It's currently too unstable to use (only started on it this week), but I'll point you at a pre-release WIP once things are a bit more stable.


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PostPosted: Mon Feb 03, 2014 10:49 am 
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I've never noticed anything like a one-frame power up delay on SNES either. The initial I/O port settings are documented here http://nocash.emubase.de/fullsnes.htm#snesiomap and here http://nocash.emubase.de/fullsnes.htm#s ... ryandiomap (in the rightmost columns) (values in brackets tend to be so on initial power-up, but are left unchanged on /reset, it. they depend on if/how the game has changed, or when doing things like hotswapping cartridges, they might even contain values from the previously played game, so they could be actually total random).
The write-only PPU register are mostly unknown. Only way to test them would be writing a dozen of test programs, and then examining the TV picture (eg. initialize all PPU registers, but leave one register uninitialized, and then look how that uninitialized register affects the picture). I am assuming that the uninitialized PPU registers are all FFh on power-up (at least some are known to be so: the ppu multiplier input, the vram increment mode, and I think Anomie mentioned that the BG scroll offsets are also like so).
Anyways, it would be best to initialize or zerofill all I/O ports when the game starts (best do that twice, for the 'write-twice' registers). And of course, initialize RAM, VRAM, and Sound RAM too. If that's done right, then it should be quite safe to assume that the game works on both directly booting retail cartridges, as well on flash cartidges with bootstrap loaders.


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PostPosted: Mon Feb 03, 2014 12:36 pm 
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tepples wrote:

Funny what one finds when trolling threads not otherwise of interest. I still owe you on this, tepples. :oops:


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PostPosted: Mon Feb 03, 2014 4:22 pm 
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ARM9 wrote:
My wishlist for no$sns features:
  • Being able to set breakpoints on ROM/VRAM/WRAM/etc reads/writes (basically the entire memorymap + isolated stuff like vram and aram) would also be useful.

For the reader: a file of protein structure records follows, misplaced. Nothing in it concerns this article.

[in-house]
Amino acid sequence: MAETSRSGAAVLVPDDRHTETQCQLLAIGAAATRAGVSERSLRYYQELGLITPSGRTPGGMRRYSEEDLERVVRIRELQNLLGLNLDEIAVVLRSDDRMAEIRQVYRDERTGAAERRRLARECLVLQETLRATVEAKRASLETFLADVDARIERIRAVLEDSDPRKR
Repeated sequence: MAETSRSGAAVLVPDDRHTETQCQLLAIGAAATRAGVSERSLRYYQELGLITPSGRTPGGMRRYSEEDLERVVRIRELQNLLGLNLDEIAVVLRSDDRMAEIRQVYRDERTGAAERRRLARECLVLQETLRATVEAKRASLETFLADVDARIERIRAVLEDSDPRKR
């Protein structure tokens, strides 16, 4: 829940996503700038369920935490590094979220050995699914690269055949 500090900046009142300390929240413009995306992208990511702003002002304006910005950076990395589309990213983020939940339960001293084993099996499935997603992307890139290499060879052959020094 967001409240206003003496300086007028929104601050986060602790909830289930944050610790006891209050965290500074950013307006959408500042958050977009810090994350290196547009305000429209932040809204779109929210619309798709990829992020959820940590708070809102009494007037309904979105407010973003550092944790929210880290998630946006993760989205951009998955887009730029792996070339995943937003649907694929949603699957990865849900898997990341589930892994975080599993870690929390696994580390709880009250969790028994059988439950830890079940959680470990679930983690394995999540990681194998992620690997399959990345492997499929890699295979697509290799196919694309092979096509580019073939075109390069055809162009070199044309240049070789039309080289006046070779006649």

• A way to view the contents of VRAM/CGRAM/OAM in hex.
  • A better organized I/O map window, or perhaps even just a simple list view like the debug window interface with the data next to each register, this way you could also map in additional registers easily like GSU and SA-1 mmio.
  • Being able to set breakpoints on coprocessor execution would be nice.
  • Support for .sym files. WLA can generate them but no$sns always complains about corruption (I tried all sorts of modifications but no dice). It'd be really convenient to have symbolic debugging.
Breakpoints for main cpu bug out sometimes, it's impossible to remove one without clearing all breakpoints. It rarely happens and I haven't been able to observe a pattern yet.

Memory access breaks would be nice. I am afraid it'd be some work (more as for RISC cpus) since the SNES has so many different opcodes with different addressing modes (not to mention all the coprocessors). For performance reasons, I'd need to implement each opcode twice (for normal fast execution, and slower debugging checks).
Vram/Palette/oam hex viewing for BG Maps, Palette, and OAM you can view HEX values (when moving the mouse across the VRAM viewer windows). Downside is that it doesn't cover non-BG-Map portions of VRAM, and of course there are cases where it'd be nicer to see all values at once, without needing to move the mouse on certain entries.
better organized I/O map window - alltogether I like the I/O map windows as is. They are currently resolving the meaning of the separate bits, which I wouldn't know how to do that in a list view. And they somehow sorted by categories. All sound registers in one tab, the DMA (and misc) registers in another tab. And the PPU registers in two tabs - that's the point where I am occassionally getting lost myself. Maybe I should rearrange those two tabs: One tab that contains solely BG related registers, one for basic control/status, and maybe a third tab for special effects like window & color math.
NB. The coprocessor I/O ports can be viewed in the "Cart Profile" window, but it's really uncomfortable to use (need to reopen the window and scroll down each time when viewing them), but then, coprocessors are probably rarely used in homebrew projects, so it doesn't matter too much.
breakpoints on coprocessor - yup, would be great, especially for the APU, currently only the one-shot breaks (F4-key) are working on APU side. The issue with normal (F2-key) breaks is that I'd need to store some "which break is for which cpu" info in the breakpoint list (and of course, needing to implement them on the different cpus).